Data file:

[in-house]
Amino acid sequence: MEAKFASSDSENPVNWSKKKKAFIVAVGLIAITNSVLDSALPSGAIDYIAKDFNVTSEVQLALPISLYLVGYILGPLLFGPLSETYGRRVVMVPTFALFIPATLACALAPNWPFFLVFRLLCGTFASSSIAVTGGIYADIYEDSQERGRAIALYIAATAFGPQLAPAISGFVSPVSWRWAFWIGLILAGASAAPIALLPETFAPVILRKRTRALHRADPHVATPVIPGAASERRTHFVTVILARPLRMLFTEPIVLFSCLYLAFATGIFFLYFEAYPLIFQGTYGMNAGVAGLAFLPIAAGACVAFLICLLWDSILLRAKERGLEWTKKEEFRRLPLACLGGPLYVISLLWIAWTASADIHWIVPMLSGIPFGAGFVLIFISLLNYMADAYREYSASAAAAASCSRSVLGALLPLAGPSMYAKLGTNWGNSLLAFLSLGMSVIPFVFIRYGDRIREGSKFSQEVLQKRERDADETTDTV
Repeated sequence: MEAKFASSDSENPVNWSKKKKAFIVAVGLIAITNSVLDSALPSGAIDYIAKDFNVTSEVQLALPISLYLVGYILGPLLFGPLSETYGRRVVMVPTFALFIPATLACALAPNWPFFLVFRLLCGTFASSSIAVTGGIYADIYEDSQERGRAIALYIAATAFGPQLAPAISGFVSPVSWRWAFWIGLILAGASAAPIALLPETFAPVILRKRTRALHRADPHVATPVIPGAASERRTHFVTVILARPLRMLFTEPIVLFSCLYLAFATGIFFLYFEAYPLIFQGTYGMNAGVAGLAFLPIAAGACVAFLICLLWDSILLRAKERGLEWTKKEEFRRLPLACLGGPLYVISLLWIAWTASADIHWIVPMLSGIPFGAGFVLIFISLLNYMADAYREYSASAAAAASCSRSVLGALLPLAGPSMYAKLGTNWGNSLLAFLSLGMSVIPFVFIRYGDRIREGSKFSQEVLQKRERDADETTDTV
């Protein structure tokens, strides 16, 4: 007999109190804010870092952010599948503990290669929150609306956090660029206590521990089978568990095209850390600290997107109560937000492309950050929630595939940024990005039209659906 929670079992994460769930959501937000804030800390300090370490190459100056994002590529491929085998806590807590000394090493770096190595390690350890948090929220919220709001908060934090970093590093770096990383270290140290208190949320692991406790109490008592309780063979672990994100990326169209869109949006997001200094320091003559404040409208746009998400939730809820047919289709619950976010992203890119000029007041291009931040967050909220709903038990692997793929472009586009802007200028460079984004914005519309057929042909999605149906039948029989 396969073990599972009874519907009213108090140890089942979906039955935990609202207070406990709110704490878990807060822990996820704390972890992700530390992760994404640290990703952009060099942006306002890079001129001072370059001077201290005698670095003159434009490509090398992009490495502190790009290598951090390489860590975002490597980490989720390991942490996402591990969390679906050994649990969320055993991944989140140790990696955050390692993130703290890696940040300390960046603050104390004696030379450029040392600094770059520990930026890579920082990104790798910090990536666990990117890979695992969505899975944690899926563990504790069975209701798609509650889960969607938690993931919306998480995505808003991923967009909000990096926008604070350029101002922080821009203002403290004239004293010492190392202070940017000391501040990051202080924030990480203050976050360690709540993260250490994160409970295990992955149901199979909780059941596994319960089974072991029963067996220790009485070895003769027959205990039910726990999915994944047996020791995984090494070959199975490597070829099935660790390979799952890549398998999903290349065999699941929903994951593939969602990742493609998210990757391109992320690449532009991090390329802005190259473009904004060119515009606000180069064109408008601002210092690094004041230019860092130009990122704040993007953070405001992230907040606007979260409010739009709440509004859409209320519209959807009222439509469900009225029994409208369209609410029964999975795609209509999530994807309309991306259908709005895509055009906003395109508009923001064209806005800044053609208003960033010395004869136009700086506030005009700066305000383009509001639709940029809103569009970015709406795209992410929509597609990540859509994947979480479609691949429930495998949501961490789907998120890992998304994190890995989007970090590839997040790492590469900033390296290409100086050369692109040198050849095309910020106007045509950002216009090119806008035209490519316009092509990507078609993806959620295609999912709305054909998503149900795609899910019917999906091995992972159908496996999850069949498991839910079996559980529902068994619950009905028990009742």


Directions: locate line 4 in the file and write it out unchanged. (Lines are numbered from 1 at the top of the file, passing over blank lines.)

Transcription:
């Protein structure tokens, strides 16, 4: 007999109190804010870092952010599948503990290669929150609306956090660029206590521990089978568990095209850390600290997107109560937000492309950050929630595939940024990005039209659906 929670079992994460769930959501937000804030800390300090370490190459100056994002590529491929085998806590807590000394090493770096190595390690350890948090929220919220709001908060934090970093590093770096990383270290140290208190949320692991406790109490008592309780063979672990994100990326169209869109949006997001200094320091003559404040409208746009998400939730809820047919289709619950976010992203890119000029007041291009931040967050909220709903038990692997793929472009586009802007200028460079984004914005519309057929042909999605149906039948029989 396969073990599972009874519907009213108090140890089942979906039955935990609202207070406990709110704490878990807060822990996820704390972890992700530390992760994404640290990703952009060099942006306002890079001129001072370059001077201290005698670095003159434009490509090398992009490495502190790009290598951090390489860590975002490597980490989720390991942490996402591990969390679906050994649990969320055993991944989140140790990696955050390692993130703290890696940040300390960046603050104390004696030379450029040392600094770059520990930026890579920082990104790798910090990536666990990117890979695992969505899975944690899926563990504790069975209701798609509650889960969607938690993931919306998480995505808003991923967009909000990096926008604070350029101002922080821009203002403290004239004293010492190392202070940017000391501040990051202080924030990480203050976050360690709540993260250490994160409970295990992955149901199979909780059941596994319960089974072991029963067996220790009485070895003769027959205990039910726990999915994944047996020791995984090494070959199975490597070829099935660790390979799952890549398998999903290349065999699941929903994951593939969602990742493609998210990757391109992320690449532009991090390329802005190259473009904004060119515009606000180069064109408008601002210092690094004041230019860092130009990122704040993007953070405001992230907040606007979260409010739009709440509004859409209320519209959807009222439509469900009225029994409208369209609410029964999975795609209509999530994807309309991306259908709005895509055009906003395109508009923001064209806005800044053609208003960033010395004869136009700086506030005009700066305000383009509001639709940029809103569009970015709406795209992410929509597609990540859509994947979480479609691949429930495998949501961490789907998120890992998304994190890995989007970090590839997040790492590469900033390296290409100086050369692109040198050849095309910020106007045509950002216009090119806008035209490519316009092509990507078609993806959620295609999912709305054909998503149900795609899910019917999906091995992972159908496996999850069949498991839910079996559980529902068994619950009905028990009742």